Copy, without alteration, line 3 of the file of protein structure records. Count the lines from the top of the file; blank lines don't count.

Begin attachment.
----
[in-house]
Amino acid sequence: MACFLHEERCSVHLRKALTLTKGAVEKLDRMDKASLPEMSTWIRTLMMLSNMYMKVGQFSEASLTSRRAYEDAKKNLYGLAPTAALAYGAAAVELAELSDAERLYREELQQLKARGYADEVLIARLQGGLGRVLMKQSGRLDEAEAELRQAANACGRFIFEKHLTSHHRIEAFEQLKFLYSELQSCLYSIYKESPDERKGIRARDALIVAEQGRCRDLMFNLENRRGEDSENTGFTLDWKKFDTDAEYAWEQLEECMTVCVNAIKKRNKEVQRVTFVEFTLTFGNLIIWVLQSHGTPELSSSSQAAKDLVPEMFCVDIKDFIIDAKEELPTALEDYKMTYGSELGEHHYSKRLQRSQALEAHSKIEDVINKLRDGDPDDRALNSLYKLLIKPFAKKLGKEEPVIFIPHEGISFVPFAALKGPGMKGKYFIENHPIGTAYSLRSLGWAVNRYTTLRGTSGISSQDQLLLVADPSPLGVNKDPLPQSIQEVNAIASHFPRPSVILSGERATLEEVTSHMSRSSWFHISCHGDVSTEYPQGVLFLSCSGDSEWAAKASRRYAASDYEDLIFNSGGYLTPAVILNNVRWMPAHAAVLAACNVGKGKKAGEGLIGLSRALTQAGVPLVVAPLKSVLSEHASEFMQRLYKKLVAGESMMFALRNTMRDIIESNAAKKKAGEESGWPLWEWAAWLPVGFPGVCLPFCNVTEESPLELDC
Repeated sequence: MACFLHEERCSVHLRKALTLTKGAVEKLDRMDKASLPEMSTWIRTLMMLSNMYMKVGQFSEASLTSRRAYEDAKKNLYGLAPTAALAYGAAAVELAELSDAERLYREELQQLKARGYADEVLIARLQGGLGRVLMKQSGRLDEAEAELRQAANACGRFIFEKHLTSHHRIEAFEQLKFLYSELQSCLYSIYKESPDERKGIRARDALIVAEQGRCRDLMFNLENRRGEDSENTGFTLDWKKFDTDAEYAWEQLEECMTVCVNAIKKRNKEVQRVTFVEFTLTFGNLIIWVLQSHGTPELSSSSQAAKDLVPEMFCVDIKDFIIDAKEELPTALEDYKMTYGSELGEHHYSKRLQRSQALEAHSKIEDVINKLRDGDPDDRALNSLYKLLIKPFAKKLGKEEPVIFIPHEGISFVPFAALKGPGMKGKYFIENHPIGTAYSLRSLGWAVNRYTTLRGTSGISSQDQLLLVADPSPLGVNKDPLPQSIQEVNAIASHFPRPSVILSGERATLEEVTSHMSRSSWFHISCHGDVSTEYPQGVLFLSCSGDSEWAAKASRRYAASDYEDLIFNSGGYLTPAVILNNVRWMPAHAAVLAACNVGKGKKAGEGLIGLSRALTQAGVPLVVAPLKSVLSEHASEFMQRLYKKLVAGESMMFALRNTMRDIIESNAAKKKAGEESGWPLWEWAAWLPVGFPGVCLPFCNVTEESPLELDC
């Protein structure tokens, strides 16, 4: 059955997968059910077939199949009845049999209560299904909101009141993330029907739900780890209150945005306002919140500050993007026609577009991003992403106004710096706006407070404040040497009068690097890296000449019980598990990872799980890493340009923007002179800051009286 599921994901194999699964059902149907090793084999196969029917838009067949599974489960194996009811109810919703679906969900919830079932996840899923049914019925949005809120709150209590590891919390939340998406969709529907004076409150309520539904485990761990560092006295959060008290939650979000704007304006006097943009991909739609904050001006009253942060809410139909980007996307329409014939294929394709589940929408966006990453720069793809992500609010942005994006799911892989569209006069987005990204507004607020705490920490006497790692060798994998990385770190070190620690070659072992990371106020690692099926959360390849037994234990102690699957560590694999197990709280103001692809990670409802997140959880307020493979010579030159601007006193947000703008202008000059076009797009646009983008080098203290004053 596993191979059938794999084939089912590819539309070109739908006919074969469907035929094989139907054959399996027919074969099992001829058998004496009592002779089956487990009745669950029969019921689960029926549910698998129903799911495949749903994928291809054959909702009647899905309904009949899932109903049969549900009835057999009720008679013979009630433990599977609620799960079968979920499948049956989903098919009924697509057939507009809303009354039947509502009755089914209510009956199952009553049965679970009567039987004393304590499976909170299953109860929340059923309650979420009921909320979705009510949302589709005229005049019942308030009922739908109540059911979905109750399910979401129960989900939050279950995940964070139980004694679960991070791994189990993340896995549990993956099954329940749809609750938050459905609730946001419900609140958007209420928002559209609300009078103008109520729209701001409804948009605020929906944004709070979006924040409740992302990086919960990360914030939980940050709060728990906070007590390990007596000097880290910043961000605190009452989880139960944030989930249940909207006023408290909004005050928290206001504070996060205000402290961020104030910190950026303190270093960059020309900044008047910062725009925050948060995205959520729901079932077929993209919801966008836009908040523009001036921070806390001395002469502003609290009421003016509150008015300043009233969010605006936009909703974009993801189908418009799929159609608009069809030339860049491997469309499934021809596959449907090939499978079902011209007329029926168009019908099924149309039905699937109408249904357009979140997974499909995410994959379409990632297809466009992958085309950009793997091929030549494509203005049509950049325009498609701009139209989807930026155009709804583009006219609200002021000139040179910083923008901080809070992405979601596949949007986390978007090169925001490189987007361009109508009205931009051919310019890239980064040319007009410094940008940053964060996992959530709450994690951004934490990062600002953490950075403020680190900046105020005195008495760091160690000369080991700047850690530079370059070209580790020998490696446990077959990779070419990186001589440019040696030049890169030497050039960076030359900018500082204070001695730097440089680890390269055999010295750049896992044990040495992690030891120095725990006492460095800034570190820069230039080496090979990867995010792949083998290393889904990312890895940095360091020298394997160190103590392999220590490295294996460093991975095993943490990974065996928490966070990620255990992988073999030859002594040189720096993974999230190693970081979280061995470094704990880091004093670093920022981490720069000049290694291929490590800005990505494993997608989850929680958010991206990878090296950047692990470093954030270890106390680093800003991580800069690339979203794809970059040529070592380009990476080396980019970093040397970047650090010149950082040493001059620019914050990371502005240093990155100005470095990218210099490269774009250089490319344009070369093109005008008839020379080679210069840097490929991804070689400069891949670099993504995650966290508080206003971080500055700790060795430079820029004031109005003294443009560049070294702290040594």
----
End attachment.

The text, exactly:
Repeated sequence: MACFLHEERCSVHLRKALTLTKGAVEKLDRMDKASLPEMSTWIRTLMMLSNMYMKVGQFSEASLTSRRAYEDAKKNLYGLAPTAALAYGAAAVELAELSDAERLYREELQQLKARGYADEVLIARLQGGLGRVLMKQSGRLDEAEAELRQAANACGRFIFEKHLTSHHRIEAFEQLKFLYSELQSCLYSIYKESPDERKGIRARDALIVAEQGRCRDLMFNLENRRGEDSENTGFTLDWKKFDTDAEYAWEQLEECMTVCVNAIKKRNKEVQRVTFVEFTLTFGNLIIWVLQSHGTPELSSSSQAAKDLVPEMFCVDIKDFIIDAKEELPTALEDYKMTYGSELGEHHYSKRLQRSQALEAHSKIEDVINKLRDGDPDDRALNSLYKLLIKPFAKKLGKEEPVIFIPHEGISFVPFAALKGPGMKGKYFIENHPIGTAYSLRSLGWAVNRYTTLRGTSGISSQDQLLLVADPSPLGVNKDPLPQSIQEVNAIASHFPRPSVILSGERATLEEVTSHMSRSSWFHISCHGDVSTEYPQGVLFLSCSGDSEWAAKASRRYAASDYEDLIFNSGGYLTPAVILNNVRWMPAHAAVLAACNVGKGKKAGEGLIGLSRALTQAGVPLVVAPLKSVLSEHASEFMQRLYKKLVAGESMMFALRNTMRDIIESNAAKKKAGEESGWPLWEWAAWLPVGFPGVCLPFCNVTEESPLELDC